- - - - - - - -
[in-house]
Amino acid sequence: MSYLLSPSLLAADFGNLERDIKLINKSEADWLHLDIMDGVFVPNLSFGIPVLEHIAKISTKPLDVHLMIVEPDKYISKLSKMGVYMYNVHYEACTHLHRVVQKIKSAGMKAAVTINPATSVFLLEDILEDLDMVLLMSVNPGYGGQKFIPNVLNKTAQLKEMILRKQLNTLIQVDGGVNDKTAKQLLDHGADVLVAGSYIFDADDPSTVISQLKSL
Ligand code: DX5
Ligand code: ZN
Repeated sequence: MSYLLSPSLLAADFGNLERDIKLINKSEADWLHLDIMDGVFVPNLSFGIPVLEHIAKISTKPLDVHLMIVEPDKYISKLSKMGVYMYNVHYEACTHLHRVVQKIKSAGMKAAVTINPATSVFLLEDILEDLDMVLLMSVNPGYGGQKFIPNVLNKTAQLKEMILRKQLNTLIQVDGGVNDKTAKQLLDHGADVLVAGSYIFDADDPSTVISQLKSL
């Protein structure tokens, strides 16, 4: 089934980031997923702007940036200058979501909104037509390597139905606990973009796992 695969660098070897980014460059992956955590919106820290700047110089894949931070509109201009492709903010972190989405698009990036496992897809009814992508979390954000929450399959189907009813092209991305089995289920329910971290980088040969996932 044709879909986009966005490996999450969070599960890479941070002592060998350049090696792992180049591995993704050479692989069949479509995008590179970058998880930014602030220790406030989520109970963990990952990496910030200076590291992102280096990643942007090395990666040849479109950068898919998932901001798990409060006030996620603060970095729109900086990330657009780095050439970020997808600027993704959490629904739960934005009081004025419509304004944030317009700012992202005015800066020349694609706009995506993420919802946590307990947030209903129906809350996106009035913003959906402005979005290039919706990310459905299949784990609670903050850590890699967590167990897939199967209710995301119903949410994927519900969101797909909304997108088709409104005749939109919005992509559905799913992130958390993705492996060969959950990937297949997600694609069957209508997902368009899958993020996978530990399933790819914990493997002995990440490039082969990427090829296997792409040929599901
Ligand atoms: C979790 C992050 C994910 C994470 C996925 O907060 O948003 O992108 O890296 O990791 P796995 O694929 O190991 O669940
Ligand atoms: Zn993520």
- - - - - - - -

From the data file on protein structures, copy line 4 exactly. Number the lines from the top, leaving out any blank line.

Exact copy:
Ligand code: ZN